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Regardless, if using un-activated Win10 (but crack-free) is legal or not,
at the moment, those who left Win10 unactivated are basically using Win10 under Microsoft's mercy, as this may change anytime.
Even I am very curious about how long does Microsoft want to allow this practice.

I am sure, that Microsoft is 100% aware of this and Microsoft is only pretending not to look.
If I understood correctly, Microsoft wants at the moment to push Win10 to as many users as possible incl. tolerating those unactivated copies for the time being.
 
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g-unit1111

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Yep, I agree with that 100%, that it is piracy in a legal sense but not necessarily viewed that way by the company. In this case it still breaks the EULA (causing it to be unauthorized use, which by definition makes it piracy). But does Microsoft view it that way? Well, I called up Microsoft for a statement from a tech, and they stated in pretty much these exact words, "Yes, we do consider it piracy but at this time we are not taking any action against it." That's pretty much the equivalent of saying, "Meh, it is technically, but not really." Although it is still a yes.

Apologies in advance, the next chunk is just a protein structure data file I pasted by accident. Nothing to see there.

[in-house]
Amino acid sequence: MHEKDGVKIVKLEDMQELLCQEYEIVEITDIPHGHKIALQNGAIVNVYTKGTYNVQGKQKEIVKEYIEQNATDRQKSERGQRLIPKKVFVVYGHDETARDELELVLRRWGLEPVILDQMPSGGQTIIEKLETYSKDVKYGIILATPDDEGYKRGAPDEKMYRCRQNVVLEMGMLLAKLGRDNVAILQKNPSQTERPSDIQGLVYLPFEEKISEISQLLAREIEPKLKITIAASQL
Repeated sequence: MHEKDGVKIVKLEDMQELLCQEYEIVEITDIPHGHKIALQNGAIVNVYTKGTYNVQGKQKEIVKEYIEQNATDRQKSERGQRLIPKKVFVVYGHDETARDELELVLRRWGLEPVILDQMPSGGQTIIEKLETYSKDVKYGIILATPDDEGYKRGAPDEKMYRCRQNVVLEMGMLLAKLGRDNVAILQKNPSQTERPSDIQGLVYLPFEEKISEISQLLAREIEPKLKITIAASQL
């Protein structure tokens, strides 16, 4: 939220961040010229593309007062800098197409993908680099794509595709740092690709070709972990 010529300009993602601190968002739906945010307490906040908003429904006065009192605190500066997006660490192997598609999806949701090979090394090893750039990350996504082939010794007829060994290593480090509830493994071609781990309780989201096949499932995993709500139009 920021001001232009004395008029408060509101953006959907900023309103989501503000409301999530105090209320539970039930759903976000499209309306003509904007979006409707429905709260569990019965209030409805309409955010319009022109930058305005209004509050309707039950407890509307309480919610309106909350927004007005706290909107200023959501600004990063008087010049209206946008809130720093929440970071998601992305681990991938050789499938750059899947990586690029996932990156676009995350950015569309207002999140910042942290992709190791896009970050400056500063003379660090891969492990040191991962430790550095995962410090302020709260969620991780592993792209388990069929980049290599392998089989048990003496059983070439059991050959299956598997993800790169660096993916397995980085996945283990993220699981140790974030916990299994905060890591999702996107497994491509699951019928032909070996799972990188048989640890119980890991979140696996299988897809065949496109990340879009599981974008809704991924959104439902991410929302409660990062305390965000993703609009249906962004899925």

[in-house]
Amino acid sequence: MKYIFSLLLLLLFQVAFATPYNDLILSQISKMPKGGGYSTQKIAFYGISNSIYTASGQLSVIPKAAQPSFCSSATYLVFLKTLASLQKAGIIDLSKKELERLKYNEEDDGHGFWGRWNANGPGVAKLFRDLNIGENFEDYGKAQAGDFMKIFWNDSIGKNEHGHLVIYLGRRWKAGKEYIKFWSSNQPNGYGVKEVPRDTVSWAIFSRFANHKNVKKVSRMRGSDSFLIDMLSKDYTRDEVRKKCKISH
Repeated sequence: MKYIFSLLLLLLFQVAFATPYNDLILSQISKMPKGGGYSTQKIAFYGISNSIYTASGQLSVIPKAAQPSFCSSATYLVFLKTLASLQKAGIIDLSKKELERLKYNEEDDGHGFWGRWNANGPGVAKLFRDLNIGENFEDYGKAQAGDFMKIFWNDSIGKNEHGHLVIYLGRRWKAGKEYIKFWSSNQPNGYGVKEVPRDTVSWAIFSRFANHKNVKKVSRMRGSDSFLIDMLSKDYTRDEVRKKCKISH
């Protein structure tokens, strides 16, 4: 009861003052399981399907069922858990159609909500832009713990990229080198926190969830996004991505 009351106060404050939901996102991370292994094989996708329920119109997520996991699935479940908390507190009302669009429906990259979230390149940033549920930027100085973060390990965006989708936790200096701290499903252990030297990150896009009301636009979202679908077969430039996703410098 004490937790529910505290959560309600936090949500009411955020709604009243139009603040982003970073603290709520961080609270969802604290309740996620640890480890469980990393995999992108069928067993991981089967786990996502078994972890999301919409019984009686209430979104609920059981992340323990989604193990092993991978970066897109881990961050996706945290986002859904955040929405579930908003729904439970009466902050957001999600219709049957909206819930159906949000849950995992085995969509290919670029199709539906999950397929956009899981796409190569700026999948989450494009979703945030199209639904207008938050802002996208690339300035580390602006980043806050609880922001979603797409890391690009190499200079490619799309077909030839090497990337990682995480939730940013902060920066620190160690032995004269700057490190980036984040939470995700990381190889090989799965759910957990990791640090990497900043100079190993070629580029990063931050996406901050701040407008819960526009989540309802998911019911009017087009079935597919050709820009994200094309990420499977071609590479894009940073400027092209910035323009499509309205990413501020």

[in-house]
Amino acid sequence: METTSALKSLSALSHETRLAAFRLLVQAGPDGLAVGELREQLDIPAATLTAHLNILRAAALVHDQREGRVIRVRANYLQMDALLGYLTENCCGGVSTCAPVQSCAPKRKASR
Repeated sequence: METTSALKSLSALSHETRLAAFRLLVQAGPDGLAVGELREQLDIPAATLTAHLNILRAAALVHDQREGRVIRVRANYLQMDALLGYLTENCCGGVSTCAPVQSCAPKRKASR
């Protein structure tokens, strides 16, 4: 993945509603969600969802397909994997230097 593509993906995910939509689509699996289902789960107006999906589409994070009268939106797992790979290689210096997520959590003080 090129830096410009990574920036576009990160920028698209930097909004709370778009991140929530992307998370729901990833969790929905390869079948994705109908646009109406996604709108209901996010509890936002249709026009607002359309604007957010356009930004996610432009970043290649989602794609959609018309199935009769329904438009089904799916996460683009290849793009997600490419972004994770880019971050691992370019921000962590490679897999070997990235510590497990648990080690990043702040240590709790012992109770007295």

That's interesting that they view it that way. But like I said Microsoft is a private business and they do get to dictate what constitutes as piracy and what doesn't. Much like we have a TOS here, Apple has their own TOS, every software vendor has one as well. They probably don't have the time and/or resources to be the software police and there's probably enough cases out there that even if they did start cracking down on it, it could take years, decades even and it would probably cost them a lot of money.
 

clutchc

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As I remember, Microsoft allowed Win7 to be used free also. Albeit, with the ever-present nag screen and water mark (after 30 days). Back before they discontinued it, Microsofte's Digital River was where you'd go to get a download for "trial". I really don't see any difference vis-à-vis Win 10, except the nag screen/water mark has been replaced with crippling the features..
 

doolittle

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I do agree that Microsoft is turning a blind eye for market share (as stated in my OP). However, just because there is no written agreement between a home user and Microsoft, doesn't mean that it can't count as piracy.
Apologies you misunderstood, I was saying MS can not take any legal action against the consumer for any EULA violations (regardless of what you call it, piracy, theft, etc) without a signed, written contract. Correct me if I am mistaken, but I believe the click-through agreement does not count as one. Disclaimer, IANAL however you may agree that contract law and copyright law do need to co-exist.
That would be like saying me taking a product off a shelf at store doesn't constitute as stealing because I didn't have a written contract with that store.
I would say, this is a perfect example of why physical goods and virtual goods are not analogous. A more appropriate scenario, the shelf is out in public for anyone to take the product as they please - and should you decide to use it, you agree to get a license in good faith.